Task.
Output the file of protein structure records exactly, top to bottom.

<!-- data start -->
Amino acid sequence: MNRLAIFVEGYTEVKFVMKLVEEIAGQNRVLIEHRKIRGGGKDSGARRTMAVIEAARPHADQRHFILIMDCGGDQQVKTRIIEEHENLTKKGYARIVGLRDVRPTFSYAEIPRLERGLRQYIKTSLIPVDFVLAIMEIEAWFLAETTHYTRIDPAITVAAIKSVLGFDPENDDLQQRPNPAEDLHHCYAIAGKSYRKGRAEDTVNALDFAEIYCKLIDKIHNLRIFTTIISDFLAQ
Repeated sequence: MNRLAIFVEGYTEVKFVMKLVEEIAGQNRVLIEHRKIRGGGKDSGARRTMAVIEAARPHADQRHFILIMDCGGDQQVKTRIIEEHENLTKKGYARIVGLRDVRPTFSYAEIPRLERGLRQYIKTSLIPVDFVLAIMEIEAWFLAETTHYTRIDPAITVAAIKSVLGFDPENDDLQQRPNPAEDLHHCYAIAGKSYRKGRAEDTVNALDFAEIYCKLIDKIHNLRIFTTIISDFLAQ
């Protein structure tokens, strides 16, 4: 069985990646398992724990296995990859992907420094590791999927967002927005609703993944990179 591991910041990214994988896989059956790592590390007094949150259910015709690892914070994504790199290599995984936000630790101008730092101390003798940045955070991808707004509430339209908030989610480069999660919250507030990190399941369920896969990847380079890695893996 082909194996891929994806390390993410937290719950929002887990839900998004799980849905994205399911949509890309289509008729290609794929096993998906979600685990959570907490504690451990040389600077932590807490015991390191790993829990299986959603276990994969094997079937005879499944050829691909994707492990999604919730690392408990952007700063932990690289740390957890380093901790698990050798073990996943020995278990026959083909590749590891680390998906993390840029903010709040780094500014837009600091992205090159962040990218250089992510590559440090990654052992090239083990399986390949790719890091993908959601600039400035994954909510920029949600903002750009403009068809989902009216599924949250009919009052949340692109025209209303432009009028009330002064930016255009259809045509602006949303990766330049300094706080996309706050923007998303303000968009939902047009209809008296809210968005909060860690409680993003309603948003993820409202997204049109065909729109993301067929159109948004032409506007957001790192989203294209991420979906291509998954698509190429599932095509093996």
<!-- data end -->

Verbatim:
Amino acid sequence: MNRLAIFVEGYTEVKFVMKLVEEIAGQNRVLIEHRKIRGGGKDSGARRTMAVIEAARPHADQRHFILIMDCGGDQQVKTRIIEEHENLTKKGYARIVGLRDVRPTFSYAEIPRLERGLRQYIKTSLIPVDFVLAIMEIEAWFLAETTHYTRIDPAITVAAIKSVLGFDPENDDLQQRPNPAEDLHHCYAIAGKSYRKGRAEDTVNALDFAEIYCKLIDKIHNLRIFTTIISDFLAQ
Repeated sequence: MNRLAIFVEGYTEVKFVMKLVEEIAGQNRVLIEHRKIRGGGKDSGARRTMAVIEAARPHADQRHFILIMDCGGDQQVKTRIIEEHENLTKKGYARIVGLRDVRPTFSYAEIPRLERGLRQYIKTSLIPVDFVLAIMEIEAWFLAETTHYTRIDPAITVAAIKSVLGFDPENDDLQQRPNPAEDLHHCYAIAGKSYRKGRAEDTVNALDFAEIYCKLIDKIHNLRIFTTIISDFLAQ
């Protein structure tokens, strides 16, 4: 069985990646398992724990296995990859992907420094590791999927967002927005609703993944990179 591991910041990214994988896989059956790592590390007094949150259910015709690892914070994504790199290599995984936000630790101008730092101390003798940045955070991808707004509430339209908030989610480069999660919250507030990190399941369920896969990847380079890695893996 082909194996891929994806390390993410937290719950929002887990839900998004799980849905994205399911949509890309289509008729290609794929096993998906979600685990959570907490504690451990040389600077932590807490015991390191790993829990299986959603276990994969094997079937005879499944050829691909994707492990999604919730690392408990952007700063932990690289740390957890380093901790698990050798073990996943020995278990026959083909590749590891680390998906993390840029903010709040780094500014837009600091992205090159962040990218250089992510590559440090990654052992090239083990399986390949790719890091993908959601600039400035994954909510920029949600903002750009403009068809989902009216599924949250009919009052949340692109025209209303432009009028009330002064930016255009259809045509602006949303990766330049300094706080996309706050923007998303303000968009939902047009209809008296809210968005909060860690409680993003309603948003993820409202997204049109065909729109993301067929159109948004032409506007957001790192989203294209991420979906291509998954698509190429599932095509093996």